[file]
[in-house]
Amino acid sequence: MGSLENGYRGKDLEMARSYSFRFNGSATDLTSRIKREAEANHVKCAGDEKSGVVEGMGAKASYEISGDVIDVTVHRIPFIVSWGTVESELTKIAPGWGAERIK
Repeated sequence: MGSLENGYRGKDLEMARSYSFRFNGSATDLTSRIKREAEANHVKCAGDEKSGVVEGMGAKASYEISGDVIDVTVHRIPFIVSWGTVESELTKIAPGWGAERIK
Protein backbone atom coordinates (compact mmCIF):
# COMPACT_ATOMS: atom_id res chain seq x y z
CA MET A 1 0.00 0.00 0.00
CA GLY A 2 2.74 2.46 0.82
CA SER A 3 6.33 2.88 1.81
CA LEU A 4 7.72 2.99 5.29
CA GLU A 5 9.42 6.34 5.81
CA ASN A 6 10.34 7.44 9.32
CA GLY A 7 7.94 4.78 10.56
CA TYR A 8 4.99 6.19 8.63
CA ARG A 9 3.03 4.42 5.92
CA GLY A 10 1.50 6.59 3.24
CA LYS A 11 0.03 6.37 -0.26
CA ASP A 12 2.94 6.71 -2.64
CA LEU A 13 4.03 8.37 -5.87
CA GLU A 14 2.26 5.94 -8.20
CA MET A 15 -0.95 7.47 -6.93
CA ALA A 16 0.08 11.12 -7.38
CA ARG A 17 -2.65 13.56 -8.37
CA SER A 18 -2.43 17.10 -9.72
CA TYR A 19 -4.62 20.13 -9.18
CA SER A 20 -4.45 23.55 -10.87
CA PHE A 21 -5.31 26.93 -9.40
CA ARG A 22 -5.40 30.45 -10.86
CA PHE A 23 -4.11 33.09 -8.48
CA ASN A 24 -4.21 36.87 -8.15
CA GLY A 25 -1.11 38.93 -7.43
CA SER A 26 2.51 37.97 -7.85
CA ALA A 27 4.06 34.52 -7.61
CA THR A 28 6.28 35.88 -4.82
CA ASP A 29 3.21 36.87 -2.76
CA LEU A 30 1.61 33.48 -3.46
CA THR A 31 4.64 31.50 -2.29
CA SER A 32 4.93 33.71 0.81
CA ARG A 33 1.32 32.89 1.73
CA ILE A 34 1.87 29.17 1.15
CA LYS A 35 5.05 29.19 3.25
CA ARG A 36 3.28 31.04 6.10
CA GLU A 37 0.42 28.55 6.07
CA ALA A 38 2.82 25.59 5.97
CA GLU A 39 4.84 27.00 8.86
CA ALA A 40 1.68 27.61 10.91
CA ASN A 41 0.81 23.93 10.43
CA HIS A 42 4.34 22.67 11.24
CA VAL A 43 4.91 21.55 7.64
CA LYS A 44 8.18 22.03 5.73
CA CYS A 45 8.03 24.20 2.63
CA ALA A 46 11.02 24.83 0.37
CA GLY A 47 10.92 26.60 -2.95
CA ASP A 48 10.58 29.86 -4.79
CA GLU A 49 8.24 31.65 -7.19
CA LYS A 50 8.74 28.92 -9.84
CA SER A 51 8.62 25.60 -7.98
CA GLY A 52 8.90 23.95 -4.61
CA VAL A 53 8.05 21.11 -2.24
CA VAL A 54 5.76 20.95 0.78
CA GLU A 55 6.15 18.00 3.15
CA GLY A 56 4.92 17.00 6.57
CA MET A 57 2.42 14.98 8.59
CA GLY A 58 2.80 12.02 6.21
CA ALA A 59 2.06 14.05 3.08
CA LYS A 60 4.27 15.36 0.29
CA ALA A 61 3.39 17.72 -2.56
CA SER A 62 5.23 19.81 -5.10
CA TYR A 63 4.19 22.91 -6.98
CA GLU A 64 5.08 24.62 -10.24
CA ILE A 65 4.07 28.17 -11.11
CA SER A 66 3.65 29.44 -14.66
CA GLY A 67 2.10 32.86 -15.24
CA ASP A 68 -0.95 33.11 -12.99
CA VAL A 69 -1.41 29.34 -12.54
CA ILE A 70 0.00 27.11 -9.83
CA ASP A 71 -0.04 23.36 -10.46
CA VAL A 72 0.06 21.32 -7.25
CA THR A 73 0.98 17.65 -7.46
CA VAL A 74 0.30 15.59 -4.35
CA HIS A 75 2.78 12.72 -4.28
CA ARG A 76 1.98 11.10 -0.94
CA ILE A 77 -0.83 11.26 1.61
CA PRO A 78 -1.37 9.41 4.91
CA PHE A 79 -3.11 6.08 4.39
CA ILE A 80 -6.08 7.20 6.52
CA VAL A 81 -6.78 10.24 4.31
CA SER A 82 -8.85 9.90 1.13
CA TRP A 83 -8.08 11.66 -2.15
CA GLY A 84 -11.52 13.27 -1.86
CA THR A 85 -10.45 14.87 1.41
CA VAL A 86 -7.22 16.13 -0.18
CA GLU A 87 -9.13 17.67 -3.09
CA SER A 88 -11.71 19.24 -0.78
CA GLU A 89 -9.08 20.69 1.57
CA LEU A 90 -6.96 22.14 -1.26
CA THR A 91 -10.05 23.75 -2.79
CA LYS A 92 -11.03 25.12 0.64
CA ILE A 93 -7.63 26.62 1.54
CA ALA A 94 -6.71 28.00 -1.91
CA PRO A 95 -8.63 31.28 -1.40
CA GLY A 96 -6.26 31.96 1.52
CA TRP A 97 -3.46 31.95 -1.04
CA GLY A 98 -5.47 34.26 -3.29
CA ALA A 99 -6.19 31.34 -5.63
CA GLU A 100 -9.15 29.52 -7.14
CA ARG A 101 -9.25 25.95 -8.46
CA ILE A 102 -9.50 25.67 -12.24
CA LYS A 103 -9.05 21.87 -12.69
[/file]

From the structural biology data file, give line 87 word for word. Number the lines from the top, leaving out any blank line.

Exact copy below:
CA SER A 82 -8.85 9.90 1.13